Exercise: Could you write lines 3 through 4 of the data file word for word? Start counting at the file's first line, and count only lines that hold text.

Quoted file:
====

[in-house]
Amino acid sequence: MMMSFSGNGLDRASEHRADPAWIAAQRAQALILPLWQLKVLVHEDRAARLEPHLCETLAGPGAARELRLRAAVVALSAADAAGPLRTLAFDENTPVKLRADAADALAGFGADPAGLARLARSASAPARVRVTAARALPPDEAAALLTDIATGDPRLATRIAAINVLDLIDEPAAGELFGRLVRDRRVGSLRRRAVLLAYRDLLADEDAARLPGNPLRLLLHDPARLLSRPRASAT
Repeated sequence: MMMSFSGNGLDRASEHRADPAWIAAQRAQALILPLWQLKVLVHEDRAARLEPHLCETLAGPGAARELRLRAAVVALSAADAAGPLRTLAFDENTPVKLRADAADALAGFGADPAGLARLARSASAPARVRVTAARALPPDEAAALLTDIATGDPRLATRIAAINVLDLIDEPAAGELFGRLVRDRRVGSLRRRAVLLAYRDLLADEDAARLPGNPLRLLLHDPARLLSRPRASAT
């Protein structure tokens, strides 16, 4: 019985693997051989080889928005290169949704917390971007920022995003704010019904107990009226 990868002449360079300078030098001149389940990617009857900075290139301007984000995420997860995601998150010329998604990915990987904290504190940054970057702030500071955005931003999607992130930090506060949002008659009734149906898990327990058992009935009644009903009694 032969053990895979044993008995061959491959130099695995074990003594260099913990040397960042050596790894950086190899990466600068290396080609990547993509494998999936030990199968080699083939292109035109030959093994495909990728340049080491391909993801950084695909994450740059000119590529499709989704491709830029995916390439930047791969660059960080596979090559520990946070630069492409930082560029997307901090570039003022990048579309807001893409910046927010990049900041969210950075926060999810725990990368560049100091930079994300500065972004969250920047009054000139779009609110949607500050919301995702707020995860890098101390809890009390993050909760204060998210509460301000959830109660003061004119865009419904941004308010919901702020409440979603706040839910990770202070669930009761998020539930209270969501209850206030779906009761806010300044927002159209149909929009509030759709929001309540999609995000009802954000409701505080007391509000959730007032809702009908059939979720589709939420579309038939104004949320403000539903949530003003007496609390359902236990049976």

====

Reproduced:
Repeated sequence: MMMSFSGNGLDRASEHRADPAWIAAQRAQALILPLWQLKVLVHEDRAARLEPHLCETLAGPGAARELRLRAAVVALSAADAAGPLRTLAFDENTPVKLRADAADALAGFGADPAGLARLARSASAPARVRVTAARALPPDEAAALLTDIATGDPRLATRIAAINVLDLIDEPAAGELFGRLVRDRRVGSLRRRAVLLAYRDLLADEDAARLPGNPLRLLLHDPARLLSRPRASAT
């Protein structure tokens, strides 16, 4: 019985693997051989080889928005290169949704917390971007920022995003704010019904107990009226 990868002449360079300078030098001149389940990617009857900075290139301007984000995420997860995601998150010329998604990915990987904290504190940054970057702030500071955005931003999607992130930090506060949002008659009734149906898990327990058992009935009644009903009694 032969053990895979044993008995061959491959130099695995074990003594260099913990040397960042050596790894950086190899990466600068290396080609990547993509494998999936030990199968080699083939292109035109030959093994495909990728340049080491391909993801950084695909994450740059000119590529499709989704491709830029995916390439930047791969660059960080596979090559520990946070630069492409930082560029997307901090570039003022990048579309807001893409910046927010990049900041969210950075926060999810725990990368560049100091930079994300500065972004969250920047009054000139779009609110949607500050919301995702707020995860890098101390809890009390993050909760204060998210509460301000959830109660003061004119865009419904941004308010919901702020409440979603706040839910990770202070669930009761998020539930209270969501209850206030779906009761806010300044927002159209149909929009509030759709929001309540999609995000009802954000409701505080007391509000959730007032809702009908059939979720589709939420579309038939104004949320403000539903949530003003007496609390359902236990049976």